During his last season before retirement in 2009, quarterback Kurt Warner was named the top role model in the National Football League on and off the field by a Sports Illustrated poll of NFL players. The fact that such a vote came from his peers and covered both of those settings should tell you all you need to know about the subject of American Underdog. Sure enough, a man like that has to have a story, and, by golly, does Kurt Warner ever have a doozy of one, the likes of which we may never see again.
Warner’s improbable ascent from a failed pro prospect circling the drain stocking grocery shelves for minimum wage to an NFL career boasting two MVP awards, a Super Bowl ring, and enshrinement into the Hall of Fame is the stuff of legend for football fans. Like a real-life The Natural, he owned the kind of story witnesses in the moment would clamor for the classic wish of “they should make a movie about this someday”, a call that has been answered with American Underdog.
Shazam!’s Zachary Levi stars as the gridiron field general we meet as senior year starter at the University of Northern Iowa. Kurt puts up solid numbers as a gunslinger, ruffles the feathers of his coach (Adam Baldwin, who knows Levi all too well) for not staying in the pocket, and has the NFL Draft circled on his calendar. The ambitious pigskin dream is in full effect.
Just when you think American Underdog won’t ever take off its helmet and pads, the narrative shifts to investing the bulk of its time showing the man off the field. With locked eyes, some boot scootin’ boogie on the dance floor, and a magical twinkle of Tracy Byrd’s wonderful god-fearing 1995 ballad “The Keeper of the Stars,” Kurt learns that country music isn’t so bad if it comes with fetching and divorced ex-Marine Brenda Meoni (Oscar winner Anna Paquin). His courtship to support her and win over her two children, including her visually-impaired son Zack (Hayden Zaller), becomes more of a point of pride than winning on the field.
The notion of proving you are good enough permeates this PG-rated family-friendly film from the Erwin brothers (I Can Only Imagine). The theme builds in layers, beginning with knowing why you love what you love internally. Once you reckon with yourself, then you can prove you’re good enough to others, be they professional coaches like Dick Vermeil (Dennis Quaid, passing The Rookie baton) or potential spouses like Brenda in areas outside sports. The goal is to “become” the successful ideals you seek, not just notch up achievements. Admirably so, family and faith become bigger victories than football in American Underdog.
With that moral construction, Kurt Warner becomes a better man than he is a football player. Later in the film when Kurt is lighting up the Arena Football League on the Iowa Barnstormers run by Jim Foster (the very nice addition of Bruce McGill), he drops the line of “winning doesn’t feel like winning unless you have someone to share it with.” That’s where all of composer John Debney’s musical triumph and the swift truck shots from cinematographer Kristopher Kimlin combine to pump with the game action, stepping back to show what really matters. The plot investment pays dividends for worthwhile drama.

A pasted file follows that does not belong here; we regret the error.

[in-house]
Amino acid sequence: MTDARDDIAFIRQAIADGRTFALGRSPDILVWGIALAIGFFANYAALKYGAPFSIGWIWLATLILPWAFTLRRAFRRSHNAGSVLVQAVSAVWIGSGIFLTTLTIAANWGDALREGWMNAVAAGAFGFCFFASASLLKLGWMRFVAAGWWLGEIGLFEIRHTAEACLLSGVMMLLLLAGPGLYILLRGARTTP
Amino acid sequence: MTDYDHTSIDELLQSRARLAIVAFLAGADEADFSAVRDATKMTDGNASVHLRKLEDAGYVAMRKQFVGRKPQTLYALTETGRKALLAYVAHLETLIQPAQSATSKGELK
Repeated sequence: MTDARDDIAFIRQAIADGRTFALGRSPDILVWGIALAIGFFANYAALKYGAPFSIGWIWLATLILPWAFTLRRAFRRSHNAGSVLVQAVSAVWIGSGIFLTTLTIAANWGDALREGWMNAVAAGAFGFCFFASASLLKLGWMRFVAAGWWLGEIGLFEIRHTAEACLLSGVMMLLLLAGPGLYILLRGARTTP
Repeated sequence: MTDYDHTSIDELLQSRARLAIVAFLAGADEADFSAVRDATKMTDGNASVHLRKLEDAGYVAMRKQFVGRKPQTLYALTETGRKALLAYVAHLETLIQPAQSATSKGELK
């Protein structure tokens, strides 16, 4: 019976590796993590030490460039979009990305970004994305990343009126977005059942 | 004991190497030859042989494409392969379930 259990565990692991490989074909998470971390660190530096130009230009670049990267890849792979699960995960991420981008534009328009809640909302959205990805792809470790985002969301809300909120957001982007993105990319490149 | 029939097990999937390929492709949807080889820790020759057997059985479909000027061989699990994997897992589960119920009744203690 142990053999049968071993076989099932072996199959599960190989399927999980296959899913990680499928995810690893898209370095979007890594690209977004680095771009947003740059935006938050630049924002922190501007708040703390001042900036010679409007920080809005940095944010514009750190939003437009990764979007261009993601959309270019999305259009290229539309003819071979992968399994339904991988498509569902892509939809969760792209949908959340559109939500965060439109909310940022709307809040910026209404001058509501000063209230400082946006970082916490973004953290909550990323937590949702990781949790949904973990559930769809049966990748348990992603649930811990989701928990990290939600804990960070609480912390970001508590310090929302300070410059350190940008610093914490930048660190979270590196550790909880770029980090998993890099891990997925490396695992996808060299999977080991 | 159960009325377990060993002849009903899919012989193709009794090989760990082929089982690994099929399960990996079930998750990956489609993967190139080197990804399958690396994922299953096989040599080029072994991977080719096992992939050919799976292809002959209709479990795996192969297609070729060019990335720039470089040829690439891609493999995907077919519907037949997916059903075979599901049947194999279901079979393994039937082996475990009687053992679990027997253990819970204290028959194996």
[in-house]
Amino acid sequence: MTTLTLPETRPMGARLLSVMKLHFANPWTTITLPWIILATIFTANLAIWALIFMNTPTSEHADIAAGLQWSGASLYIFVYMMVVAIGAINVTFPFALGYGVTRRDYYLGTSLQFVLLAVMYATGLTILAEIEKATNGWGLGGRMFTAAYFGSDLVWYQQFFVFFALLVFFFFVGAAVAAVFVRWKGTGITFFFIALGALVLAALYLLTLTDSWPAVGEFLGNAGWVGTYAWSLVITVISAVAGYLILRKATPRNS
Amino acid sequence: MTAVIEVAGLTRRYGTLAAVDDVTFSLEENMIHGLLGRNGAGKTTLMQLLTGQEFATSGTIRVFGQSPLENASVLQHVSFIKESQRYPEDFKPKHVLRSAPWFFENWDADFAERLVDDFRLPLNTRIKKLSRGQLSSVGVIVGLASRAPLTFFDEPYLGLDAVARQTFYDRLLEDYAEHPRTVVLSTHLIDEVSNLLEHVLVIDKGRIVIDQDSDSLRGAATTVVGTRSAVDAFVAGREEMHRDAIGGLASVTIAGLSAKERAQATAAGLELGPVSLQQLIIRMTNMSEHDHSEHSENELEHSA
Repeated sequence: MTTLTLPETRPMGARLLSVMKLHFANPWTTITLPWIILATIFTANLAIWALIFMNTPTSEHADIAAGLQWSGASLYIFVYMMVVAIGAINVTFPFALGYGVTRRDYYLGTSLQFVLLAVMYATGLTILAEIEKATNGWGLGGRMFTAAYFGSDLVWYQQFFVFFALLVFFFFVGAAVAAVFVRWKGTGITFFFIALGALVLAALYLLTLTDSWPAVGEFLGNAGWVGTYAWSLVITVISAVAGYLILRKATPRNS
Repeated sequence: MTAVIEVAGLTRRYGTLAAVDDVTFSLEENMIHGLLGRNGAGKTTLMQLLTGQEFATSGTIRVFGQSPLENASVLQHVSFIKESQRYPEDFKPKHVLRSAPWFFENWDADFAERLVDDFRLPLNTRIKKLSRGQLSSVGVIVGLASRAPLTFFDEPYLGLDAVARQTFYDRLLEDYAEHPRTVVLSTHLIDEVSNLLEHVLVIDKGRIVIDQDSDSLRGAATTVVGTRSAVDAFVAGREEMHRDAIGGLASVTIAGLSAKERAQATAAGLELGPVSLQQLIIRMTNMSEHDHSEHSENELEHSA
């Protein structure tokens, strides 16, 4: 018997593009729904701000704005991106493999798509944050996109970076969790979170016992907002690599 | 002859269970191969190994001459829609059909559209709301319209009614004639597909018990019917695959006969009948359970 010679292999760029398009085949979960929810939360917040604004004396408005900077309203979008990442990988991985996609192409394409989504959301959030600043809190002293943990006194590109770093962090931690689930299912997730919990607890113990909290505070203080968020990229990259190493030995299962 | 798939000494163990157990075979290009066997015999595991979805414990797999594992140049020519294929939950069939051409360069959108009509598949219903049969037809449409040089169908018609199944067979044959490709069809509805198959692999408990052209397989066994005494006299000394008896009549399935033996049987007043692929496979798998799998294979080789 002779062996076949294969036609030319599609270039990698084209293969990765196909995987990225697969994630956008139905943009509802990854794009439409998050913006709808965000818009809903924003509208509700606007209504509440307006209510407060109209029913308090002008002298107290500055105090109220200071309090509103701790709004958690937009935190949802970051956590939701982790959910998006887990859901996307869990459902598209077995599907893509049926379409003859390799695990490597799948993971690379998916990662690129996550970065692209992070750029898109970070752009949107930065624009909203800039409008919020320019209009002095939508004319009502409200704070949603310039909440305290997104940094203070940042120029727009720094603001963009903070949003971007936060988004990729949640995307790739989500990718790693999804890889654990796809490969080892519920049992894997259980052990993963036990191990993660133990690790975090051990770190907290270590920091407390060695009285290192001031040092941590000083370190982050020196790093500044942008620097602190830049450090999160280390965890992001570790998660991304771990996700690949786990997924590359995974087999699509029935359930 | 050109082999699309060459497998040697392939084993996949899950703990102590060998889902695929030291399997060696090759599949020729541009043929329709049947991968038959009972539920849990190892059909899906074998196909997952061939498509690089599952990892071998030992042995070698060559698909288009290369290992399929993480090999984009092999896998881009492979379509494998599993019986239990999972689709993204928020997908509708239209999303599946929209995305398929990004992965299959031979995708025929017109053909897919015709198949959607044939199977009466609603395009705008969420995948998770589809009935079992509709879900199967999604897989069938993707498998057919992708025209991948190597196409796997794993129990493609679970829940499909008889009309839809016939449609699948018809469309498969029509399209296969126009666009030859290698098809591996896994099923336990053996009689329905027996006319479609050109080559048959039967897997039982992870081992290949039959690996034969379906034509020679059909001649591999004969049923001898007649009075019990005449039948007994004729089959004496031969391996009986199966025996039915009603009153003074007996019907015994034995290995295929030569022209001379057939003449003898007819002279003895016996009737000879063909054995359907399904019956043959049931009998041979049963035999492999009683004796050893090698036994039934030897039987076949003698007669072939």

The same compliments can be given for Zachary Levi’s very appealing lead performance. We all know he can swoon anyone and anything with his smile and charm. He always has that going for him and then you give him a handsome uniform. Yet, it’s how he channels the heavier traits and hardships beneath that perfect hair and stubble that will impress you. Seeing Kurt Warner the suitor, husband, and adoptive father truly wins more hearts than any touchdowns. Give great credit to Anna Paquin for driving those moments of emotion and sharing the relatable turmoil. She’s superb.
When you step back and think about it, American Underdog is already antiquated within the present sports zeitgeist less than 30 years after its events, which makes it all the more marvelous of a story to tell. The meteoric advancements in youth sports programs in the past twenty or so years have created a vast network of elitist ladders all selling (keyword there) the hope of turning professional pipe dreams into reality, even though the 1% window for professional positions has not expanded. Young athletes across numerous lucrative sports are groomed and accelerated with self-promoting checkbooks and competitive tutelage that is no longer a cottage industry.
With intensive paths like those, there is no such thing nowadays in sports as an unknown, anonymous, or self-made talent. The Kurt Warners of today or Williams sisters of King Richard would be identified at a younger age and not wallow in obscurity. Even the “amateurs” at the Olympics have received years of high-level coaching. Any late bloomer like Kurt today wouldn’t exist or would be buried behind a multitude of calculated prospects and manufactured pedigree. The improbable would become damn near impossible.
That’s why American Underdog carries the kind of story we may never see again. Kurt Warner is a special individual and, as history shows, more than his athletic prowess. Few stories this past quarter-century were riper for cinematic celebration and fewer hero worship subjects were more deserving. Go ahead and lionize this man. He’s the real deal and he earned it.